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Attempted sounds are sometimes not: an expanded view of phonological selection and avoidance*

Published online by Cambridge University Press:  17 February 2009

Richard G. Schwartz*
Affiliation:
Purdue University
Laurence B. Leonard
Affiliation:
Purdue University
Diane M. Frome Loeb
Affiliation:
Purdue University
Lori A. Swanson
Affiliation:
Purdue University
*
Audiology and Speech Sciences, Heavilon Hall, West Lafayette, IN 47907, USA.

Abstract

Young children readily acquire new words with consonants and syllable structures already used accurately (IN words). They have more difficulty acquiring new words with consonants or syllable structures never before produced or attempted (OUT words). In the present study, we examined children's acquisition of a third type of word, containing consonants the children had attempted in the past but never produced accurately (ATTEMPTED words). IN, OUT and ATTEMPTED words and their object referents were presented to 11 young children in a series of play sessions. The children's production and comprehension of the words were then assessed. No comprehension differences among the three types of words were observed. However, ATTEMPTED words as well as OUT words were less likely to be acquired in production than IN words. Some revisions in models of child phonology are proposed to accommodate these findings.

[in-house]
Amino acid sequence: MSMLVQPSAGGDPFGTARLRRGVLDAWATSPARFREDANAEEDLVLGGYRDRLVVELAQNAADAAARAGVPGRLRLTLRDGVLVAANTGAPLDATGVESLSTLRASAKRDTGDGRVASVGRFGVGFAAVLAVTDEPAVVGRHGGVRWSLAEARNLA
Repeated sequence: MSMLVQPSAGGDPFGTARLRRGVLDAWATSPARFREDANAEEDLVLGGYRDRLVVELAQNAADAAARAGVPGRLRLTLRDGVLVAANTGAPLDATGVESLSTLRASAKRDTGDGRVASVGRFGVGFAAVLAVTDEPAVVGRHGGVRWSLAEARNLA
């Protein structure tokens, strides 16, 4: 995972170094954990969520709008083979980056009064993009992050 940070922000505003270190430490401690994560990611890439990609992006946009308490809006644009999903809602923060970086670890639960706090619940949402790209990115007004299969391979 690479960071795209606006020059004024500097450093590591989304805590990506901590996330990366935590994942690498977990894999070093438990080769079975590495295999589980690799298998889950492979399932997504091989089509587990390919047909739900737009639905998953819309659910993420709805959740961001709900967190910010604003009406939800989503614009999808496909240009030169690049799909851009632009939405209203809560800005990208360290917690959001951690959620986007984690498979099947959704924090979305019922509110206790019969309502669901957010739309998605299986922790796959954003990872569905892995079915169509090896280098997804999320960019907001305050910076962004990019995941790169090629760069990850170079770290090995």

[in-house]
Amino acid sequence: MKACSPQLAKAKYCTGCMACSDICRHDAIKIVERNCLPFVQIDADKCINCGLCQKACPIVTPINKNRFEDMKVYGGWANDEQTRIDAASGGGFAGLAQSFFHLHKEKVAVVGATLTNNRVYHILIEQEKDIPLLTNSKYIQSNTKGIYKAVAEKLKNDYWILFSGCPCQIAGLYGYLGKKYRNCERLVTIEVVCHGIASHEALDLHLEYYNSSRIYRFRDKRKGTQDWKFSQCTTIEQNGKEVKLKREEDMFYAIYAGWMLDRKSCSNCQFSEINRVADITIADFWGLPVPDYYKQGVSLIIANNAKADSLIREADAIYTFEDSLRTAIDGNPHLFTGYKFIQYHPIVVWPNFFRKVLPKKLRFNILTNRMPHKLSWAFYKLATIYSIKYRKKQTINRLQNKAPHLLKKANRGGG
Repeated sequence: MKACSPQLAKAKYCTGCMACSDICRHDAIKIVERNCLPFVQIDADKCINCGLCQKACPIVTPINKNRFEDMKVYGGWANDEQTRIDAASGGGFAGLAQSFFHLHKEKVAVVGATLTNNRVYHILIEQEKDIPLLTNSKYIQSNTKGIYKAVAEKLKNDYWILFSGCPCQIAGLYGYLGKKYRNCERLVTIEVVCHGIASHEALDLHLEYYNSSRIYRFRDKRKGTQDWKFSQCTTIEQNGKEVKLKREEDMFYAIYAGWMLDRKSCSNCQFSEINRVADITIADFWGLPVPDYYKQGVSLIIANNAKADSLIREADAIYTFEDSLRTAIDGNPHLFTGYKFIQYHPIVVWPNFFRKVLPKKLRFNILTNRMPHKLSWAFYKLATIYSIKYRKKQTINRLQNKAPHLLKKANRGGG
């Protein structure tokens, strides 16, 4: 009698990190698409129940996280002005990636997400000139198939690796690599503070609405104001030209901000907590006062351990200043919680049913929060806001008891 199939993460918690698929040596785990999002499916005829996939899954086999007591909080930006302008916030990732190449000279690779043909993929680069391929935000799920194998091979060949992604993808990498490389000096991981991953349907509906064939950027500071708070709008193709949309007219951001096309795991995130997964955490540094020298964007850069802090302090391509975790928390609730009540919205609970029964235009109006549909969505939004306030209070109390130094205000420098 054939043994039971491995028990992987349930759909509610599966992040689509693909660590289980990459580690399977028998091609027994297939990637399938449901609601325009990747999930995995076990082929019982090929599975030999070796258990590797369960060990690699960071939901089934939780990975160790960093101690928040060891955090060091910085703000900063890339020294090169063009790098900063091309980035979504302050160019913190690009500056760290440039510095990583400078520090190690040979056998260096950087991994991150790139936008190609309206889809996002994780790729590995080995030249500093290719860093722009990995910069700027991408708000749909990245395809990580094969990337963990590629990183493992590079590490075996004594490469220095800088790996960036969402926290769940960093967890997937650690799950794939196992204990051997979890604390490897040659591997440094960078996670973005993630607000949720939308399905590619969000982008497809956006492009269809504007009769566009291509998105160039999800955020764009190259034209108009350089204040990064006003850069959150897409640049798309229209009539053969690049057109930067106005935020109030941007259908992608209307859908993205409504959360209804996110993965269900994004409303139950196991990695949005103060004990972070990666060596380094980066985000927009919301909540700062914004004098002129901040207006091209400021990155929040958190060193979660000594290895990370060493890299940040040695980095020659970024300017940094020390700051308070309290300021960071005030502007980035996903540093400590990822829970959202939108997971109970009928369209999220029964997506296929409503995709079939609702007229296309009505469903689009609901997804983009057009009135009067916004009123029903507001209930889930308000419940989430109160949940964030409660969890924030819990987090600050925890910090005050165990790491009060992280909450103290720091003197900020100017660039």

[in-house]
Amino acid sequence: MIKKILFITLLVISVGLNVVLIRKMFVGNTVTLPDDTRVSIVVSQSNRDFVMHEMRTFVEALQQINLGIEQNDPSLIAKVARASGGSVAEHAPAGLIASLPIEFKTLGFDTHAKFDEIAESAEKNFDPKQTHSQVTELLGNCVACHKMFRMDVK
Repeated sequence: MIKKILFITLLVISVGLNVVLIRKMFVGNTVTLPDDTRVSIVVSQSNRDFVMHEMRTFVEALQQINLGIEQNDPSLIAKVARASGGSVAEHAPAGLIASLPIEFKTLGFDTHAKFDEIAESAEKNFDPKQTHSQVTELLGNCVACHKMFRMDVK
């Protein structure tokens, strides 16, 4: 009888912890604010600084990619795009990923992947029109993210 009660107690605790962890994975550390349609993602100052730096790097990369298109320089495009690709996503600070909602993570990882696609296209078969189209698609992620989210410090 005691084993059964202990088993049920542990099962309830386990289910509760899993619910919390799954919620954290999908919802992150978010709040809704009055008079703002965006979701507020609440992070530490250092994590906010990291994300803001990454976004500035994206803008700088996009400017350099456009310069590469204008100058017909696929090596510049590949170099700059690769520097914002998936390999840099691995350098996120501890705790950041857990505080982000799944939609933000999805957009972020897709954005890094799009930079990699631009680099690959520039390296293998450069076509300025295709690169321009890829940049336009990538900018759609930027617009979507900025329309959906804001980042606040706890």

Type
Articles
Copyright
Copyright © Cambridge University Press 1987

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Footnotes

*

This research was supported by Grant No. NS22395 from the Public Health Service. We wish to thank the children who participated, their parents and Kathleen Sullivan for their assistance with this project.

References

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Leonard, L. B., Schwartz, R. G., Morris, B. & Chapman, K. (1981). Factors influencing early lexical acquisition: lexical orientation and phonological composition. Child Development 51. 882–7.CrossRefGoogle Scholar
Menn, L. (1976). Pattern, control, and contrast in beginning speech: a case study in the development of word form and word function. Unpublished Ph.D. dissertation, University of Illinois.Google Scholar
Schwartz, R. G. & Leonard, L. B. (1982). Do children pick and choose: an examination of phonological selection and avoidance in early lexical acquisition. Journal of Child Language 9. 319–36.CrossRefGoogle ScholarPubMed
Tversky, A. & Hutchinson, J. (1986). Nearest neighbor analysis of psychological spaces. Psychological Review 93. 322.CrossRefGoogle Scholar
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